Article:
Dyck, Nick (1921-2022)
Nicholas “Nick” John Dyck: minister and conference worker; was born 5 November 1921 in Nikolaipol, Ukraine, to Johann Dyck (3 May 1870, Kronsgarten, Chortitza, South Russia – 29 January 1964, Abbotsford, British Columbia, Canada) and Katarina (Rempel) Dyck (26 August 1884, Alexandrovsk, Chortitza, South Russia – 21 November 1964, Abbotsford, British Columbia). He was the sixth of seven children born to Johann and Katarina (his father had six children from a previous marriage). Nick married Elizabeth “Betty” Wall, daughter of Hermann Wall (1897-1937) and Elizabeth (Kliewer) Wall (1897-1985), on 5 October 1947 in Yarrow, British Columbia. Nick and Betty had six children: Carolyne, Robert, Lorraine, John, Evelyn, and Charles. Nick died 1 February 2022 in Abbotsford, British Columbia, at the age of 100.
Nick liked to tell the story of how his life was an answer to the prayer of his parents, who dedicated him to the Lord for survival and service during a severe famine in Ukraine that took the lives of many Ukraine family members. Nick believed that his conversion and baptism in his youth and later ordination for ministry confirmed his special purpose.
In 1923, the Dyck family immigrated to Canada from Ukraine, first to Saskatchewan and then to the Fraser Valley in British Columbia. Nick started his adult life as a farmer, but while attending Yarrow’s Elim Bible School in 1954-55, he soon realized that the Lord was calling him to a pastoral outreach ministry. This involved starting the McConnell Creek Church in 1956 near Mission, British Columbia, where for six years he tested various church growth principles. Next, he graduated from Northwest Baptist Theological College in Burnaby and then accepted the invitation to pastor Central Heights Church in Abbotsford, doing so for the next 11 years. Under Nick’s leadership the church became known across Canada as a model flagship outreach community church.
Nick Dyck was a trailblazer with a heart for outreach. He was influenced by the church growth and charismatic movements, as well as many other outreach involvements that helped make his ministry fruitful and effective. He had a vision to reach the community and to remove the ethnic barriers between the church and society at large. Nick was known for breaking the Mennonite Brethren Church out of its homogeneous Mennonite culture. He also championed the worship language change from German to English and renamed church plants from "mission churches" to "community churches." Nick aggressively pursued evangelism as the church’s first goal.
Nick is credited for starting the BC church planting era in the 1960s and onward. During his 14 years as the BC Church Extension Director, 32 new churches were added to the BC MB Conference. His successors Jake Balzer and James Nikkel continued Nick’s focus and planted more than 30 churches each during this era. There was a climate for growth in BC during the second half of the twentieth century which resulted in many church plants and the emergence of a multicultural MB Conference, mostly due to Nick Dyck’s inspirational and visionary leadership. He was a deeply spiritual leader and was known as a man of prayer and evangelism.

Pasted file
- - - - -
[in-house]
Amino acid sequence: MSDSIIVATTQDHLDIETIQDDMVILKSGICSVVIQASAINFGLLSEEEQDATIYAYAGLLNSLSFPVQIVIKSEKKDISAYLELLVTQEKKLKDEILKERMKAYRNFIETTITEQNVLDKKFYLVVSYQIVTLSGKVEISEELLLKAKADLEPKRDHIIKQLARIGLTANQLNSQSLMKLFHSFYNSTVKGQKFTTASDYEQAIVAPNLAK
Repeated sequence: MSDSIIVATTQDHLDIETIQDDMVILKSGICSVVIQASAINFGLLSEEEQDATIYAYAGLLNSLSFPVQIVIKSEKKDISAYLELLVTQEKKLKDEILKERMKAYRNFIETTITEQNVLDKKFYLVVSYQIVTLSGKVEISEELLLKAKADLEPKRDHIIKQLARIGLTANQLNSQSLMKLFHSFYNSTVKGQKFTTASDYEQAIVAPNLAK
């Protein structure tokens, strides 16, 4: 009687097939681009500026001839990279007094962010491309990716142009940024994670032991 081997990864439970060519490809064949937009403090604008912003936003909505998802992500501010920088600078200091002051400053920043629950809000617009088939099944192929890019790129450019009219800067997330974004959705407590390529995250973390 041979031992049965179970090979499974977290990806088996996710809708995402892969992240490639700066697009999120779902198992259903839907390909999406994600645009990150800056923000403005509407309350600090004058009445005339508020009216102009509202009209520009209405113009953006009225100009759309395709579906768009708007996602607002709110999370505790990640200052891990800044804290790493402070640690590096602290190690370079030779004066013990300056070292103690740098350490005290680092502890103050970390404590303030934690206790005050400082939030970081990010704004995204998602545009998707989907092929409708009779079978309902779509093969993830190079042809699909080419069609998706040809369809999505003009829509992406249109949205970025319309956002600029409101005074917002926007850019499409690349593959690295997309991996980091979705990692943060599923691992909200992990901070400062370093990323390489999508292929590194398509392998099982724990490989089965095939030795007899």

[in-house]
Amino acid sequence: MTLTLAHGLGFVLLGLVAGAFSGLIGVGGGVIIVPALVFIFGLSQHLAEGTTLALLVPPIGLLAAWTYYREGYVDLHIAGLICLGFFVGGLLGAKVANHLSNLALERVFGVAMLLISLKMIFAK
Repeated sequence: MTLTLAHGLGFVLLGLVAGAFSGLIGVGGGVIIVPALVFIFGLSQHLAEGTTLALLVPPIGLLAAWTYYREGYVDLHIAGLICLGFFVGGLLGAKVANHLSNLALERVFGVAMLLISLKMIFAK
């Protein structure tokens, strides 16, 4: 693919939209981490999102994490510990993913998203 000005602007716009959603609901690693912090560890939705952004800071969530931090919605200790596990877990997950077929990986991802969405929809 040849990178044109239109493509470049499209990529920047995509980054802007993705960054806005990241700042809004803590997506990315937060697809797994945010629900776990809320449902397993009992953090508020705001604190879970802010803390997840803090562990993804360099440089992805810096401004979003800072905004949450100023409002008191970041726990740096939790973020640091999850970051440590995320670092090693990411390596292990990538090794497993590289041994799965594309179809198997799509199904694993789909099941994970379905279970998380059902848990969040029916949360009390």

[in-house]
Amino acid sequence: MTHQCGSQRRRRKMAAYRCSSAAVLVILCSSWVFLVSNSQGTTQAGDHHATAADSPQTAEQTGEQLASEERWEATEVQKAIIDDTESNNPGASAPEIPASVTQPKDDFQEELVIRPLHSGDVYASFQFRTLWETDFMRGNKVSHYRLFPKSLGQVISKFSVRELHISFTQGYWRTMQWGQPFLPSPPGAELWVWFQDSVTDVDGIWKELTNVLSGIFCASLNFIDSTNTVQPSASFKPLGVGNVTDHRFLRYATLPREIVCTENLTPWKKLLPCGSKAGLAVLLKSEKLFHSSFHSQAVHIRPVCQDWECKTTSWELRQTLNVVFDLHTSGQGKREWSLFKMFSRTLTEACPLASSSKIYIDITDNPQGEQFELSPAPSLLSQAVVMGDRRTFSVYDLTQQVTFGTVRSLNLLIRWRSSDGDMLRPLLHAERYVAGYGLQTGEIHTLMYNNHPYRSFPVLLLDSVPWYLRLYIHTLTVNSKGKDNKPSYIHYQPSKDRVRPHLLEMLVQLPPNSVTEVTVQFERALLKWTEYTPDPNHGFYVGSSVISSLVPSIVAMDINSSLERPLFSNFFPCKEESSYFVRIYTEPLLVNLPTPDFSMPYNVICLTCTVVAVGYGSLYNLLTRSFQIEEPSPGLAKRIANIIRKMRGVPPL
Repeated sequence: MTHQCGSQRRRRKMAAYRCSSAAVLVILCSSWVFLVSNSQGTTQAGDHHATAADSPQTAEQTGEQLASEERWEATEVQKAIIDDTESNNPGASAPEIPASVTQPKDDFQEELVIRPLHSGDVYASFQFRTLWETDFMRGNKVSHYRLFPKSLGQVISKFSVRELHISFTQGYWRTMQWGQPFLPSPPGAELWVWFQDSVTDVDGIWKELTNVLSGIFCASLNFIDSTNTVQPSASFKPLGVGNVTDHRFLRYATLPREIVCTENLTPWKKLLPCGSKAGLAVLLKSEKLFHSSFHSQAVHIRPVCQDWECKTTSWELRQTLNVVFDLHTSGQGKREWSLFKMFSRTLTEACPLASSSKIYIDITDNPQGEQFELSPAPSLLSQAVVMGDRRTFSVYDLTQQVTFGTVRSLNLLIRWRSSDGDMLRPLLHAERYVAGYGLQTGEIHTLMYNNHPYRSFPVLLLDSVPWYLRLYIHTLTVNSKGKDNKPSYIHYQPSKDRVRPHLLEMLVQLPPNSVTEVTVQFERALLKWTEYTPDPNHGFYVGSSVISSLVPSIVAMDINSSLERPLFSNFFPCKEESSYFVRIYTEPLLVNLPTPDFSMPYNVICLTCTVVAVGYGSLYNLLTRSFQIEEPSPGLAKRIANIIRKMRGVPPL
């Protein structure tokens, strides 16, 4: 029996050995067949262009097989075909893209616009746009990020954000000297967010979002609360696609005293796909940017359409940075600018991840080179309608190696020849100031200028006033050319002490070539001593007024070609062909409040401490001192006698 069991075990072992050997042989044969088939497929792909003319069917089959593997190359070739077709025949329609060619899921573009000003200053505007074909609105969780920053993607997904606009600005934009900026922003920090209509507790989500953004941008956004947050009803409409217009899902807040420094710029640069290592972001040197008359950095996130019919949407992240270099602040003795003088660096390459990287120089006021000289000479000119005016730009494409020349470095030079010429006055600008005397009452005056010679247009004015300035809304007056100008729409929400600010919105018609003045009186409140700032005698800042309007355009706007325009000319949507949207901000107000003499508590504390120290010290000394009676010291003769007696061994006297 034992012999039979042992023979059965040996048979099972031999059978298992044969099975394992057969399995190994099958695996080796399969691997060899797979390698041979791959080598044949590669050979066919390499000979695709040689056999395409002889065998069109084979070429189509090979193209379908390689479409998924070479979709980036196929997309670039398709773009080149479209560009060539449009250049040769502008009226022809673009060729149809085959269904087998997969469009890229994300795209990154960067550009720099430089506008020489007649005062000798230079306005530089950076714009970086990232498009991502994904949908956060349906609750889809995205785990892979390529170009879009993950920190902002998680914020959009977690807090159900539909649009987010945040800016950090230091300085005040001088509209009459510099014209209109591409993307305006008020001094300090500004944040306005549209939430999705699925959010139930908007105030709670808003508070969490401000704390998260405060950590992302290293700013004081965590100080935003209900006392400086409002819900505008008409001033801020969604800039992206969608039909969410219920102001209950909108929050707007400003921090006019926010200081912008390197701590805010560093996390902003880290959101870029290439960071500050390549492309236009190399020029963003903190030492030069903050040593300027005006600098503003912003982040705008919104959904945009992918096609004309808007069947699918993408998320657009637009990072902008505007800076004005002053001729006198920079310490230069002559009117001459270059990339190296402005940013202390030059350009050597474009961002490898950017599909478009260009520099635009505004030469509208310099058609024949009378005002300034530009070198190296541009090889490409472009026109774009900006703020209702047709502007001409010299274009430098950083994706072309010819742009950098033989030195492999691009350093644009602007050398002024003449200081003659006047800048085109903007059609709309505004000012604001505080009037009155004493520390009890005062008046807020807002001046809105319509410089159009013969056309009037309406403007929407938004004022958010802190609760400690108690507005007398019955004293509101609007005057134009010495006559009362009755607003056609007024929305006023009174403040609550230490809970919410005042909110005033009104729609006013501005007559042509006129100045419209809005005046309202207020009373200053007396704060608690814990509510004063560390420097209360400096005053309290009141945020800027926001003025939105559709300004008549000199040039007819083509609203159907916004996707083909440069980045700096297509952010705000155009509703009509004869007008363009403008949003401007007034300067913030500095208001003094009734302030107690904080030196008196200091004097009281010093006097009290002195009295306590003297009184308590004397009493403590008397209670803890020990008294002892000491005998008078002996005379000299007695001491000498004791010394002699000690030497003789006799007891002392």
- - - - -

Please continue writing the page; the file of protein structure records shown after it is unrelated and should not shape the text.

Nick was known as a leader of church growth and expected each church to have an outreach plan. Provincially, his plan was that the number of churches should double in a decade. Nick was also a conference leader. As the chair of the Canadian Conference of MB Churches Board of Evangelism, he helped establish several of the first Quebec MB churches and participated in the launch of the Quebec Mennonite Brethren Bible School (École de théologie évangélique du Québec). While Nick’s outreach focus was church planting with adults, he also helped start the Columbia Bible Camp (later renamed Stillwood Camp & Conference Centre) where he was the first camp director.
Nick and Betty’s retirement was an extension of their ministry. Nick became a travelling church planting consultant to Alberta and Ontario Mennonite Brethren Conferences and also to some US Churches. Nick also worked as an associate in the Canadian Conference evangelism ministry. It was also during these years that Nick and Betty worked with Peter Loewen in Church Partnership Evangelism (CPE), renamed Disciple Making International (DMI), which involved fourteen CPE trips to Ukraine, as well as to other countries, resulting in hundreds of people responding to the gospel.
Nicholas John Dyck was honored to be included in Harold Jantz’s book, Leaders Who Shaped Us, published by Kindred Productions in 2010. Nick was listed as one of the top twenty-five Canadian MB Conference leaders from the past one hundred years who helped shape the Mennonite Brethren Church in Canada to be more outreach-focused.
Jantz, Harold, ed. Leaders Who Shaped Us. Winnipeg, MB: Kindred Productions, 2019.
"Nicholas John Dyck." Abbotsford News, February 1, 2022.
Penner, Peter. No Longer at Arms Length: Mennonite Brethren Church Planting in Canada. Winnipeg, MB: Kindred Productions, 1987.
|Date Published||November 2022|
Cite This Article
Nikkel, James. "Dyck, Nick (1921-2022)." Global Anabaptist Mennonite Encyclopedia Online. November 2022. Web. 10 Jun 2023. https://gameo.org/index.php?title=Dyck,_Nick_(1921-2022)&oldid=174534.
Nikkel, James. (November 2022). Dyck, Nick (1921-2022). Global Anabaptist Mennonite Encyclopedia Online. Retrieved 10 June 2023, from https://gameo.org/index.php?title=Dyck,_Nick_(1921-2022)&oldid=174534.
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